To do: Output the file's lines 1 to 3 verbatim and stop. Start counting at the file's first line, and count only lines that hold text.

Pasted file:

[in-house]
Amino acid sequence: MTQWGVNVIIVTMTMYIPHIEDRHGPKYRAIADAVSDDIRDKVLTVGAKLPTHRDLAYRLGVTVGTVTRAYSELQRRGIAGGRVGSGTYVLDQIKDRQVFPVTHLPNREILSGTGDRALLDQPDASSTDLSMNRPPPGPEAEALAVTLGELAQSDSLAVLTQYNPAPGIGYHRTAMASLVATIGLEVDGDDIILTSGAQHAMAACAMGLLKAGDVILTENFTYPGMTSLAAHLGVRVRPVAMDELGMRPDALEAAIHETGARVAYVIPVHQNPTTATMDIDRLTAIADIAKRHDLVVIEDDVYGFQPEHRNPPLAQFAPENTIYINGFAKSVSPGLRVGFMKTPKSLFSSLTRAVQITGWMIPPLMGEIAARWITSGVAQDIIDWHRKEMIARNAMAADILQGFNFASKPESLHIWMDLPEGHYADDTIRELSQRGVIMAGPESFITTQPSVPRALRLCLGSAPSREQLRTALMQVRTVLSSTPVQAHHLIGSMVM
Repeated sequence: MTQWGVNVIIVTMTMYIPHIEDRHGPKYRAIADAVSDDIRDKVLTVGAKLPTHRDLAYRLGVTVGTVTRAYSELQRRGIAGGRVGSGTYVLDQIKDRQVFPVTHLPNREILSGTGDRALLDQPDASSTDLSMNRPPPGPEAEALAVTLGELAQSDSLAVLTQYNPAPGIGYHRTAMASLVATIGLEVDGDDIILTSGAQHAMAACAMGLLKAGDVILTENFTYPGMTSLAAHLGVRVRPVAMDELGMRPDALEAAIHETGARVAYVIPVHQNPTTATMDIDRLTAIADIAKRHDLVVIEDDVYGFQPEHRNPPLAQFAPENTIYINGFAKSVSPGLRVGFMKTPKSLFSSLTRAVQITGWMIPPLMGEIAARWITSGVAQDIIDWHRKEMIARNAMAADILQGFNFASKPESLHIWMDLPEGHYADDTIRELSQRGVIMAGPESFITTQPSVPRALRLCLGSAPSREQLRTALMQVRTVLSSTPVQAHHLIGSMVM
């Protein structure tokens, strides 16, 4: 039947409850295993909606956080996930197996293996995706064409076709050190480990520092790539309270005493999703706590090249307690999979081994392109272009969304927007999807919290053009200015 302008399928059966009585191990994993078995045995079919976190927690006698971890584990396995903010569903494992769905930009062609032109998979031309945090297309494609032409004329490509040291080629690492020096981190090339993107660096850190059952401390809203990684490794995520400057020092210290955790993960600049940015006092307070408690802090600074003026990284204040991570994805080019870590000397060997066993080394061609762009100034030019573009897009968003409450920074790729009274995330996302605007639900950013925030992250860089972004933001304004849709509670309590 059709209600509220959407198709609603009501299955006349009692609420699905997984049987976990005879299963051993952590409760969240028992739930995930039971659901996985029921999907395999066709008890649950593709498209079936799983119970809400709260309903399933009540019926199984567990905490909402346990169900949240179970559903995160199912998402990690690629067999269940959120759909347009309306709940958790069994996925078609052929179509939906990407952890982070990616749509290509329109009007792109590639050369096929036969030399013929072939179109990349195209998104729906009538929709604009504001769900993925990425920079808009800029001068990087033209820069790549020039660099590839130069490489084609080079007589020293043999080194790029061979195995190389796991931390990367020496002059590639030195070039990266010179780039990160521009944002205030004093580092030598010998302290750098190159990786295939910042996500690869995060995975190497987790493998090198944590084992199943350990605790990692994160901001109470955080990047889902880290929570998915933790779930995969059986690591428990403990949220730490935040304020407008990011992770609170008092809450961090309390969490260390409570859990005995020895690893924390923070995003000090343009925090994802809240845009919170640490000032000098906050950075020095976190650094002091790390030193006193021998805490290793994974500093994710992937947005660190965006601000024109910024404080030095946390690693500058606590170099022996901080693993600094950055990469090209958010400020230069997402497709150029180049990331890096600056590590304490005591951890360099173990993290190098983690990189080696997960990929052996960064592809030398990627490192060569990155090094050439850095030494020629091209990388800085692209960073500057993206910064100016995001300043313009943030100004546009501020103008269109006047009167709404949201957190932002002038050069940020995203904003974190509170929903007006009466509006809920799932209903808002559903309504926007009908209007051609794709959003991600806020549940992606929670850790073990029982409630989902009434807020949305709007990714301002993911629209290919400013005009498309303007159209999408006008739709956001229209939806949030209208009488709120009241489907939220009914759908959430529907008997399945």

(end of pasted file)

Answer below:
[in-house]
Amino acid sequence: MTQWGVNVIIVTMTMYIPHIEDRHGPKYRAIADAVSDDIRDKVLTVGAKLPTHRDLAYRLGVTVGTVTRAYSELQRRGIAGGRVGSGTYVLDQIKDRQVFPVTHLPNREILSGTGDRALLDQPDASSTDLSMNRPPPGPEAEALAVTLGELAQSDSLAVLTQYNPAPGIGYHRTAMASLVATIGLEVDGDDIILTSGAQHAMAACAMGLLKAGDVILTENFTYPGMTSLAAHLGVRVRPVAMDELGMRPDALEAAIHETGARVAYVIPVHQNPTTATMDIDRLTAIADIAKRHDLVVIEDDVYGFQPEHRNPPLAQFAPENTIYINGFAKSVSPGLRVGFMKTPKSLFSSLTRAVQITGWMIPPLMGEIAARWITSGVAQDIIDWHRKEMIARNAMAADILQGFNFASKPESLHIWMDLPEGHYADDTIRELSQRGVIMAGPESFITTQPSVPRALRLCLGSAPSREQLRTALMQVRTVLSSTPVQAHHLIGSMVM
Repeated sequence: MTQWGVNVIIVTMTMYIPHIEDRHGPKYRAIADAVSDDIRDKVLTVGAKLPTHRDLAYRLGVTVGTVTRAYSELQRRGIAGGRVGSGTYVLDQIKDRQVFPVTHLPNREILSGTGDRALLDQPDASSTDLSMNRPPPGPEAEALAVTLGELAQSDSLAVLTQYNPAPGIGYHRTAMASLVATIGLEVDGDDIILTSGAQHAMAACAMGLLKAGDVILTENFTYPGMTSLAAHLGVRVRPVAMDELGMRPDALEAAIHETGARVAYVIPVHQNPTTATMDIDRLTAIADIAKRHDLVVIEDDVYGFQPEHRNPPLAQFAPENTIYINGFAKSVSPGLRVGFMKTPKSLFSSLTRAVQITGWMIPPLMGEIAARWITSGVAQDIIDWHRKEMIARNAMAADILQGFNFASKPESLHIWMDLPEGHYADDTIRELSQRGVIMAGPESFITTQPSVPRALRLCLGSAPSREQLRTALMQVRTVLSSTPVQAHHLIGSMVM